Embassy of the U.S. Tallinn, November 4, 2015
(Article was published in the newspaper Õhtuleht on November 4, 2015)
Chargé d’Affaires Chever Voltmer
I find it impossible not to shake my head in disbelief over reaction to two recent press stories: The racially-motivated verbal and physical assaults of our American soldiers in Tallinn and the misguided uproar over the American mink cartoon. Normally, the embassy wouldn’t wade into what is and should be a healthy Estonian internal debate. However, these stories have a very direct American connection, we’ve been repeatedly asked our opinion, and in this case, I believe it could be helpful since a large part of the discussion is on how Estonia is viewed from the outside.
First and foremost, this is not about our soldiers nor is it about the physical security of Estonia. Our NATO commitment to Estonia is iron-clad and our troops will continue their work here with their Estonian counterparts as long as needed. However, the same types of incidents that our soldiers have experienced are also happening to others in Estonia with darker complexations. Our friends and colleagues within our embassy community have directly experienced this unpleasantness themselves. Our soldiers and embassy will continue to stand with the vast majority of the Estonian population who do not support or condone intolerance. However, businesspeople, tourists and students who experience similar treatment may take away a very different view, which over time will erode Estonia’s positive international reputation. Strong statements by Colonel Jaak Tarien, Prime Minister Rõivas, Defense Minister Hanso and Sven Mikser just to name a few are greatly appreciated. But, more than that, everyone needs to make clear on a daily basis that racism is unacceptable. And, if you see someone verbally assaulting anyone else, say something or call the police if you fear it could escalate.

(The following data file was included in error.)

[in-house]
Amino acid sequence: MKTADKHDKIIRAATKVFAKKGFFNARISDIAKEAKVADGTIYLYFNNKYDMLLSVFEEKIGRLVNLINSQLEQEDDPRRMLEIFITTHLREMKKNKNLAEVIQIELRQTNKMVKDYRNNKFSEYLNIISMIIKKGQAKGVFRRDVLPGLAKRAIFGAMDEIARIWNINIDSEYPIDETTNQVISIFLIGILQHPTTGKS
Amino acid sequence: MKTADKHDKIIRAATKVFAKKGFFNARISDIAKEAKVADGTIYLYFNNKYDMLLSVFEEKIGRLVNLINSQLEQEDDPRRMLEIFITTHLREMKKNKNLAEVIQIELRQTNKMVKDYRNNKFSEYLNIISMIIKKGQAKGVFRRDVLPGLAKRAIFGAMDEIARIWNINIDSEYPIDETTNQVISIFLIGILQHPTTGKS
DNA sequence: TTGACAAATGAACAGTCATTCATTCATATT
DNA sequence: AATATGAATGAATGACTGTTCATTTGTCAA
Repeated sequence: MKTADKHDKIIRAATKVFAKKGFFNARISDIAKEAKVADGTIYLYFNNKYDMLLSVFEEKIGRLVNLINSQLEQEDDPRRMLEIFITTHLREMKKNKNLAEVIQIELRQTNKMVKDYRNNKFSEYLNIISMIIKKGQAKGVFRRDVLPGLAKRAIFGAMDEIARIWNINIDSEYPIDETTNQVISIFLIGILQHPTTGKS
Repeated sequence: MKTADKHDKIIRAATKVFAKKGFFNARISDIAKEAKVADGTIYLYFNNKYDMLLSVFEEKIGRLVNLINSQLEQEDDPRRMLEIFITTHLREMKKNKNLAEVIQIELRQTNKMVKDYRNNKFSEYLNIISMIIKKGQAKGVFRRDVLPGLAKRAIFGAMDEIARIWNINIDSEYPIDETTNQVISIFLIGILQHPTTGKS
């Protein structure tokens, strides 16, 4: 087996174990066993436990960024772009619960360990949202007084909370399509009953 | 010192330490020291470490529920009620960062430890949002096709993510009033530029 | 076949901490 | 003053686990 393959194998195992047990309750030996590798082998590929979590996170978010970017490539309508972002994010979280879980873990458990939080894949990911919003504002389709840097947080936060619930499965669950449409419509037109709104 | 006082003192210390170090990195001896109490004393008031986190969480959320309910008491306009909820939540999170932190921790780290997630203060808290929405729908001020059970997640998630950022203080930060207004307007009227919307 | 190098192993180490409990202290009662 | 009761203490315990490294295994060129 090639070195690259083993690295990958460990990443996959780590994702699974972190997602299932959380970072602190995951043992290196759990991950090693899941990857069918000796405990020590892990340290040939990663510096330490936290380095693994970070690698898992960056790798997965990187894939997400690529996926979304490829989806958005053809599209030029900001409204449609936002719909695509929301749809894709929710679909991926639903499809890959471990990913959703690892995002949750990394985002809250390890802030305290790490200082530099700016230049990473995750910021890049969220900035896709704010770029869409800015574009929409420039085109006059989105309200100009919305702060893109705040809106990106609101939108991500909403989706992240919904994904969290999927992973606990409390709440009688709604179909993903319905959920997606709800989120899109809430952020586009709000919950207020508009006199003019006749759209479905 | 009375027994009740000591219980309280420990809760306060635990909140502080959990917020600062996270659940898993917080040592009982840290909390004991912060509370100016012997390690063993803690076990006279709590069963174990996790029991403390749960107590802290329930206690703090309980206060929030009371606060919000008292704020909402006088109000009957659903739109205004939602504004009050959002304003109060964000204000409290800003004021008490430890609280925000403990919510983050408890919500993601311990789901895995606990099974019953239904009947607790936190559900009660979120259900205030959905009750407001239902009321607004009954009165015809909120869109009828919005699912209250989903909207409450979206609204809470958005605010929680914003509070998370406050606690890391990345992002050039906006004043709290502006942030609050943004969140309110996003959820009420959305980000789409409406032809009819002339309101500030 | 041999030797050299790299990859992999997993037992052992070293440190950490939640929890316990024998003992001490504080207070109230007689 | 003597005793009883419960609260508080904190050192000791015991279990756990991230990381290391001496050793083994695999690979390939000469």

Related to that, I’m surprised that there has been little, if any, public outrage over public money being spent to produce an overtly-racist “educational” film. It needs to be emphasized and remembered, that this offensive video was meant to help children understand the world. I am genuinely shocked that the media has framed the government’s reaction to this video as a censorship issue. If you enjoy watching or producing content offensive to others, nobody is going to stop you. That is free speech. That doesn’t mean the government must use taxpayer money to fund or otherwise promote hate-filled ideas. On the contrary, it has an obligation to do the opposite.
We have our own legacy and continuing issues with race and discrimination in America. While we’ve made significant progress in recent decades, events in the last year have shown how racism can still escalate and turn violent such as at a church in Charleston, South Carolina this past June. As President Obama said following that tragic event, it led to not just revulsion across the United States, but to a thoughtful introspection and self-examination. Fortunately, in Estonia, we have not seen acts of violence of such as this, but we must not be complacent or think that it somehow could not happen here.
What we can do, quoting President Obama, is to recognize “our common humanity by treating every child as important, regardless of the color of their skin or the station into which they were born, and to do what’s necessary to make opportunity real.”
Racism Concerns Us All (3)